"Fun factors: According to the U.S. Department of Labor, teachers often "use games, music, artwork, films, books, computers, and other tools to teach basic skills." And because teachers are constantly around kids, it's more natural to be light-hearted than it might be in a workplace full of adults".Looking back on my 17 years in the classroom, I would agree that I definitely did have a lot of fun. I was one of those teachers that used games, let my students work together and talk in class as we learned, and used the computers as much as possible. However - especially as standardized testing became more and more a focal point for all things, the fun was harder and harder to come by. Not because I didn't keep trying to do those things, but because I was forced to abide by the constant testing and assessment rules, leaving less time for innovation and fun in learning and teaching. Teaching became less fun and more of a chore, for both the students and me. And this I fear is the situation today - teaching is no longer fun, and learning is no longer fun, because there is so much pressure and judgement, based on standardized testing, that teachers are afraid to let their classrooms be fun. (Can't tell you how many times I have heard "we don't have time to do the fun things".)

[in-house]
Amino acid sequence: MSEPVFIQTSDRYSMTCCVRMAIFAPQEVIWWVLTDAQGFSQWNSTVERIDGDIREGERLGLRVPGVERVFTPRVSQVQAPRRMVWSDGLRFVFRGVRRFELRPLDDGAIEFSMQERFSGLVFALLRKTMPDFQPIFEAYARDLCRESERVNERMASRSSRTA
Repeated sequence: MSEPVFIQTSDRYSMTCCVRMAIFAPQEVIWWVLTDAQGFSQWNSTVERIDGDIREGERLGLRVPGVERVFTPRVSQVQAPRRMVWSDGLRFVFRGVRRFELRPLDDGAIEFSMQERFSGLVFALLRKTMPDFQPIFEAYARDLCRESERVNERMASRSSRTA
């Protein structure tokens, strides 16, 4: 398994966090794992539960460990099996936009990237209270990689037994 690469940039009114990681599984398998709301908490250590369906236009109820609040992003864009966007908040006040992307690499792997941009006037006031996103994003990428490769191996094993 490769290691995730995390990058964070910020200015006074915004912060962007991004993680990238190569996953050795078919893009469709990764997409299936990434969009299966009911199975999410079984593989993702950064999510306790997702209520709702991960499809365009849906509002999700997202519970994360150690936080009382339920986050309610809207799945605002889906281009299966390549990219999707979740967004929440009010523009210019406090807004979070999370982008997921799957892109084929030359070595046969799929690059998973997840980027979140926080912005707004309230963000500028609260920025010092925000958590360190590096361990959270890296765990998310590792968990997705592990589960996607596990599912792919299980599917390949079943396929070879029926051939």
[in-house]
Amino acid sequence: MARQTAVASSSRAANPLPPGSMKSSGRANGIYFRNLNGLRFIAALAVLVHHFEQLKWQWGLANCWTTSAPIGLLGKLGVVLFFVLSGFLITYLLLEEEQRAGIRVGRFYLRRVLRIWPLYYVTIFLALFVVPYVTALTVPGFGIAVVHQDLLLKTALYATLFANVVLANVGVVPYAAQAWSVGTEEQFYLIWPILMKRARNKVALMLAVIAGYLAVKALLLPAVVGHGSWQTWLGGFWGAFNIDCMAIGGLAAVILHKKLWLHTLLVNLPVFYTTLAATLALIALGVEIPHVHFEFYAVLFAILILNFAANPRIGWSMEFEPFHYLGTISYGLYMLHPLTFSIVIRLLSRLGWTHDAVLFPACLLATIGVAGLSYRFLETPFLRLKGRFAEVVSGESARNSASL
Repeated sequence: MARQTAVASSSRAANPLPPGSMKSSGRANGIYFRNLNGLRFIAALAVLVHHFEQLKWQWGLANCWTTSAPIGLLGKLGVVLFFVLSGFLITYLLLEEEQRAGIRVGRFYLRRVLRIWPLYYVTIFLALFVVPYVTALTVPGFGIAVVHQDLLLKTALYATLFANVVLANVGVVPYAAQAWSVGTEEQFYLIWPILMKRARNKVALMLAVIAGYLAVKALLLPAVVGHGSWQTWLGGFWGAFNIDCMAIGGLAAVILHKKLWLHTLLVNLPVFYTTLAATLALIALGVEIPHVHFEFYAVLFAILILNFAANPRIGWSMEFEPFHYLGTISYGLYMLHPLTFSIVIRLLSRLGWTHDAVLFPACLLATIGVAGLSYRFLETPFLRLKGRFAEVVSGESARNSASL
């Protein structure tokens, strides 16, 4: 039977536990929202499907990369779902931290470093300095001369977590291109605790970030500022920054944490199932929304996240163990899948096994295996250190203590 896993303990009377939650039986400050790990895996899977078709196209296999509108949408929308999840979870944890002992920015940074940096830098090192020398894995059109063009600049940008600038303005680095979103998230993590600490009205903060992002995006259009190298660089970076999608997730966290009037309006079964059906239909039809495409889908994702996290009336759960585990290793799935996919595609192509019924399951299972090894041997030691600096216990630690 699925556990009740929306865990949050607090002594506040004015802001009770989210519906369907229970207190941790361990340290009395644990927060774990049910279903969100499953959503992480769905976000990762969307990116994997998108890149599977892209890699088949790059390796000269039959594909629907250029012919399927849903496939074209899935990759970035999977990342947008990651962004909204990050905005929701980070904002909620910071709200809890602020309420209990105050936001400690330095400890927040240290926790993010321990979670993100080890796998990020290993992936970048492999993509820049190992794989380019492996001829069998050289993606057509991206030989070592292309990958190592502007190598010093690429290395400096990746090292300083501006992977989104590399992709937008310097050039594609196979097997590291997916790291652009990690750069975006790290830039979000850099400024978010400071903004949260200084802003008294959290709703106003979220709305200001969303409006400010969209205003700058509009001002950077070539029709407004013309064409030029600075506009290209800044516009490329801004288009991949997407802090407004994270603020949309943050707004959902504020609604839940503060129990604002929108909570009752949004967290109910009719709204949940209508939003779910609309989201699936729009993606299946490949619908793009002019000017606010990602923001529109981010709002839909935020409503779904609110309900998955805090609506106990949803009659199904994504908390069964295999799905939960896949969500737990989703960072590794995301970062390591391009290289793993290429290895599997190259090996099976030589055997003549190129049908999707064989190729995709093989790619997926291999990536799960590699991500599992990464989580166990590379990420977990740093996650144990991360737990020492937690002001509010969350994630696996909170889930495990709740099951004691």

My question - since when did having fun in teaching mean students weren't learning?
We need to get out of this horrible pattern of drill-and-kill learning, where learning is brought down to a bunch of memorized skills and procedures in order to perform well on assessments. It is possible to create learning environments where in fact, it is fun to teach, fun to learn, and everyone still does well on assessments.